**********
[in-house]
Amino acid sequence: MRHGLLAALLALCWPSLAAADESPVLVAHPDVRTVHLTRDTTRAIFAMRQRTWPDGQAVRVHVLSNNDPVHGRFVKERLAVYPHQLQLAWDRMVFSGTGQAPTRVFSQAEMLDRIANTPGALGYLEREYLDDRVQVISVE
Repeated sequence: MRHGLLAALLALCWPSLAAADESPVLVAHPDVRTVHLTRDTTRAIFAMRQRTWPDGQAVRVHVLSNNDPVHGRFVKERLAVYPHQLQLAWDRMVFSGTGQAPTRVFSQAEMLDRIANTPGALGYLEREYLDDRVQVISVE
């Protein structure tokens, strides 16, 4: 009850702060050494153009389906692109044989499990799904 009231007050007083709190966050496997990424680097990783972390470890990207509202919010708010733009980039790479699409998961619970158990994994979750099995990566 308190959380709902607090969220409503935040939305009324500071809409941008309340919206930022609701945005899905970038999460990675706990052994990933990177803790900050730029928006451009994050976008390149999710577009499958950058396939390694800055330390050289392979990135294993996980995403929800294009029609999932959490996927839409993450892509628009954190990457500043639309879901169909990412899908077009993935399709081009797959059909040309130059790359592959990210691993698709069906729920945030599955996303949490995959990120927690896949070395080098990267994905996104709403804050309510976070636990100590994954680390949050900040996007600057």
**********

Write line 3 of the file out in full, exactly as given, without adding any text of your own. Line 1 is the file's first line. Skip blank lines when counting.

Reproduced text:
Repeated sequence: MRHGLLAALLALCWPSLAAADESPVLVAHPDVRTVHLTRDTTRAIFAMRQRTWPDGQAVRVHVLSNNDPVHGRFVKERLAVYPHQLQLAWDRMVFSGTGQAPTRVFSQAEMLDRIANTPGALGYLEREYLDDRVQVISVE